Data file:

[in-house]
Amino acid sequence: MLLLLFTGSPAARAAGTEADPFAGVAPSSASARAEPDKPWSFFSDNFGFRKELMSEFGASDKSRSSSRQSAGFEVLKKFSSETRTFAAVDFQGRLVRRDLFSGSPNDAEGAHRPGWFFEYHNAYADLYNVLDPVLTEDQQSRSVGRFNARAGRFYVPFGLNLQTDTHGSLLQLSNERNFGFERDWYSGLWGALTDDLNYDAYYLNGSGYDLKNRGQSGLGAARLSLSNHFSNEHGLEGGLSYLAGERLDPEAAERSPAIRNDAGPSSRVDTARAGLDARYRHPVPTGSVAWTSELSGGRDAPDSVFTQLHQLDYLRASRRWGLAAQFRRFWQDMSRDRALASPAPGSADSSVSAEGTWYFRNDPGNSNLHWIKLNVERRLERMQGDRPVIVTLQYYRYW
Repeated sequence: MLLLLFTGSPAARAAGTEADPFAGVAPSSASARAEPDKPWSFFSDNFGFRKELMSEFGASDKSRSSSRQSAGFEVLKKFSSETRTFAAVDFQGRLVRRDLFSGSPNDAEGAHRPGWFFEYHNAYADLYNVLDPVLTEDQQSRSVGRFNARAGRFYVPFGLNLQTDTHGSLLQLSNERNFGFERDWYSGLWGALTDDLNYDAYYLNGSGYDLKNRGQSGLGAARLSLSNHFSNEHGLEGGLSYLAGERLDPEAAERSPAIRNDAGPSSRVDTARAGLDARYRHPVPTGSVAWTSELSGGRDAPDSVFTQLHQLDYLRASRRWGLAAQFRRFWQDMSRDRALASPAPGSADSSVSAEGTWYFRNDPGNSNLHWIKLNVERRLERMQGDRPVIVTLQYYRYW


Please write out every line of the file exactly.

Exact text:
[in-house]
Amino acid sequence: MLLLLFTGSPAARAAGTEADPFAGVAPSSASARAEPDKPWSFFSDNFGFRKELMSEFGASDKSRSSSRQSAGFEVLKKFSSETRTFAAVDFQGRLVRRDLFSGSPNDAEGAHRPGWFFEYHNAYADLYNVLDPVLTEDQQSRSVGRFNARAGRFYVPFGLNLQTDTHGSLLQLSNERNFGFERDWYSGLWGALTDDLNYDAYYLNGSGYDLKNRGQSGLGAARLSLSNHFSNEHGLEGGLSYLAGERLDPEAAERSPAIRNDAGPSSRVDTARAGLDARYRHPVPTGSVAWTSELSGGRDAPDSVFTQLHQLDYLRASRRWGLAAQFRRFWQDMSRDRALASPAPGSADSSVSAEGTWYFRNDPGNSNLHWIKLNVERRLERMQGDRPVIVTLQYYRYW
Repeated sequence: MLLLLFTGSPAARAAGTEADPFAGVAPSSASARAEPDKPWSFFSDNFGFRKELMSEFGASDKSRSSSRQSAGFEVLKKFSSETRTFAAVDFQGRLVRRDLFSGSPNDAEGAHRPGWFFEYHNAYADLYNVLDPVLTEDQQSRSVGRFNARAGRFYVPFGLNLQTDTHGSLLQLSNERNFGFERDWYSGLWGALTDDLNYDAYYLNGSGYDLKNRGQSGLGAARLSLSNHFSNEHGLEGGLSYLAGERLDPEAAERSPAIRNDAGPSSRVDTARAGLDARYRHPVPTGSVAWTSELSGGRDAPDSVFTQLHQLDYLRASRRWGLAAQFRRFWQDMSRDRALASPAPGSADSSVSAEGTWYFRNDPGNSNLHWIKLNVERRLERMQGDRPVIVTLQYYRYW